Fire trucks are supposed to have 2 license plates but some don’t
Q. I have noticed that most government vehicles have front and back license plates. Even cops! Even ambulances! But not so with fire trucks. I don’t see a legal carve-out for this omission, and they sure look good without one up front. But what gives? I don’t see cops pulling over Engine 51 on the way to the grocery store! I have seen these missing plates in my town.
Randall Marquis, Newport Beach
A. Honk looked around, and Newport Beach’s Fire Department isn’t the lone agency out there without front plates on all of its trucks and engines.
Sure, it isn’t likely that Engine 51 is going to pull a bank heist or be involved in some other illegal activity where a front plate will help witnesses tip off the cops. Let’s be honest – it’s not likely any Officer Friendly is going to pull over a firefighting rig, either.
But it is against the law for fire vehicles to not have two plates.
“There are no equipment exemptions for emergency vehicles,” Nic Lucas, a battalion chief for Newport Beach, told Honk. “There are driving exemptions and registration exemptions, but no equipment exemption. Therefore, we need blinkers, mirrors, lights, windshield, plates, etc. …
“At times when a new piece of equipment is received and placed into service, a front license plate may be overlooked,” he said. “Although this is not our intention, a situation like this happens. We do everything on our end to correct the issue to set a good example for the public by complying with the law. …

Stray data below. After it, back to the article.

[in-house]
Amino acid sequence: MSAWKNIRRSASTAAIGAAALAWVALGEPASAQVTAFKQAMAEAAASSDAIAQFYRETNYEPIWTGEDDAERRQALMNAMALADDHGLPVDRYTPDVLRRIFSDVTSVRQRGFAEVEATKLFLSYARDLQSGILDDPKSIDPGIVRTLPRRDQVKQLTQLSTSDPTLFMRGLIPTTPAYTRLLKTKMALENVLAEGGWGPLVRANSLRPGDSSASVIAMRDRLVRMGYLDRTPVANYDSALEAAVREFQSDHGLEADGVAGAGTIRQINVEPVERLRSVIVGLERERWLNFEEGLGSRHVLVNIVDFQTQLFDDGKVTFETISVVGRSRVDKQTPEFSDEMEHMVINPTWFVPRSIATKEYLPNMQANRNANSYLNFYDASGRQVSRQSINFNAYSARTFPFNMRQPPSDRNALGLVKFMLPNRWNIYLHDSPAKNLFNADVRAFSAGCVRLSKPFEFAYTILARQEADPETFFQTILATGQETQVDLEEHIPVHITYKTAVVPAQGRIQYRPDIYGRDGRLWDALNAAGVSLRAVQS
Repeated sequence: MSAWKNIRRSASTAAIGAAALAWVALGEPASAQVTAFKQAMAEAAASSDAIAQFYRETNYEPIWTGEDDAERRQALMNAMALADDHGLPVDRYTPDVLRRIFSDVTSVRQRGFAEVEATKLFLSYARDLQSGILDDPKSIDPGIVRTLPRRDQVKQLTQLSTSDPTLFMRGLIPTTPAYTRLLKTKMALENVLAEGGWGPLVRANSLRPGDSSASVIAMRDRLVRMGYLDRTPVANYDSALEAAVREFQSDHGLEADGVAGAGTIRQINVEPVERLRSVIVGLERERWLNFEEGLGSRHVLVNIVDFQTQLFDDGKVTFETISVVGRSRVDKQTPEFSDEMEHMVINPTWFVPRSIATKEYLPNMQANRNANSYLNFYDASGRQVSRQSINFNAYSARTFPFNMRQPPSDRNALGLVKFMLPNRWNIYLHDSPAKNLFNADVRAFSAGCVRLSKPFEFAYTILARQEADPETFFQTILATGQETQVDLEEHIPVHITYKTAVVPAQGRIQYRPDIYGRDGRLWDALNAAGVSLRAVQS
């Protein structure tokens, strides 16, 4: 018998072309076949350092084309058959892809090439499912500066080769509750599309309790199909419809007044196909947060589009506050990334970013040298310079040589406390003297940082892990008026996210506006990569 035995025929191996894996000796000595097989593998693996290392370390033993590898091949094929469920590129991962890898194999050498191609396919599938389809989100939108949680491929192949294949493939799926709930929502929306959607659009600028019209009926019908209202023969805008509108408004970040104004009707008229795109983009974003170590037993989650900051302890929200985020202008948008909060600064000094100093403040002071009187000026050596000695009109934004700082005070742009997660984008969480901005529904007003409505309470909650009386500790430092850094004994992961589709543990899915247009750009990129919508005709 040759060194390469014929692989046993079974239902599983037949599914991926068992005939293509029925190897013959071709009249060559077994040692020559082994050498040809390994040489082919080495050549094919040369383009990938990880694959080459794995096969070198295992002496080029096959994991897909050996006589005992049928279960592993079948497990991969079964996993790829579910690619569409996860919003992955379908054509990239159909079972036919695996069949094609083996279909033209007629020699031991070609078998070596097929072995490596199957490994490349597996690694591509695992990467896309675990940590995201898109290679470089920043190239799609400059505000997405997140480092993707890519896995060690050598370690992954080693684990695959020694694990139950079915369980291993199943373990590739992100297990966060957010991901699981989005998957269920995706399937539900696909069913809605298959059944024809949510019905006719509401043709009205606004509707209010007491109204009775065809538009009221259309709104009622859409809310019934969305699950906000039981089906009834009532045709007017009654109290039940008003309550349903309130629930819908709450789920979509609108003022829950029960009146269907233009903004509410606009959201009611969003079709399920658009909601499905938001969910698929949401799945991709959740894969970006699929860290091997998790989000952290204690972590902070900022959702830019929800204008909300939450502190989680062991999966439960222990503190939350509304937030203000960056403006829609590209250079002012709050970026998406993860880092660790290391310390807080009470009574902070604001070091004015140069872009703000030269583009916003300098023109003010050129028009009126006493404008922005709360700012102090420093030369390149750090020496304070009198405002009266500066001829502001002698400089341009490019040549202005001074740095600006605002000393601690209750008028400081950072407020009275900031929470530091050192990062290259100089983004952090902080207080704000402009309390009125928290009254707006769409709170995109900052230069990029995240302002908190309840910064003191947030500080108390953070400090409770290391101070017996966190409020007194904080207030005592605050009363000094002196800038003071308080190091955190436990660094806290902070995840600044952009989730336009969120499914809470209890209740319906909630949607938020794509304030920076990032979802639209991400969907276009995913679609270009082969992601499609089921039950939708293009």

“That’s something we are working on, but it is not going to be done overnight,” Lucas said. “When they go in for maintenance, I would expect that to be addressed.”
Q. When are police officers going to start ticketing the scofflaws who have the old paper license plates without numbers on them?
Heiko Peschel, Foothill Ranch
A. Expect that effort to pick up steam in the next couple of weeks.
Those banking off of the old law, in theory, could have bought a new car or truck at a dealership on Dec. 31, with up to 90 days to fasten their new permanent plates to the front and back. But that leeway is drying up.
Since Jan. 1, as you know, Heiko, new cars must immediately come with temporary plates with unique numbers so witnesses and surveillance cameras can more easily help officers find the bad guys and girls.
But here is the truth: Pulling someone over for not having valid plates is at the discretion of the officer, and we have always seen some vehicles skirting about without plates.
Only time will tell us how often police officers go after such scofflaws.
Honkin’ fact: Los Angeles International Airport is the second busiest airport in the nation and No. 4 on the worldwide list, according to preliminary data released last week by Airports Council International. LAX served 87.5 million passengers in 2018, up 3.5 percent from the year before.
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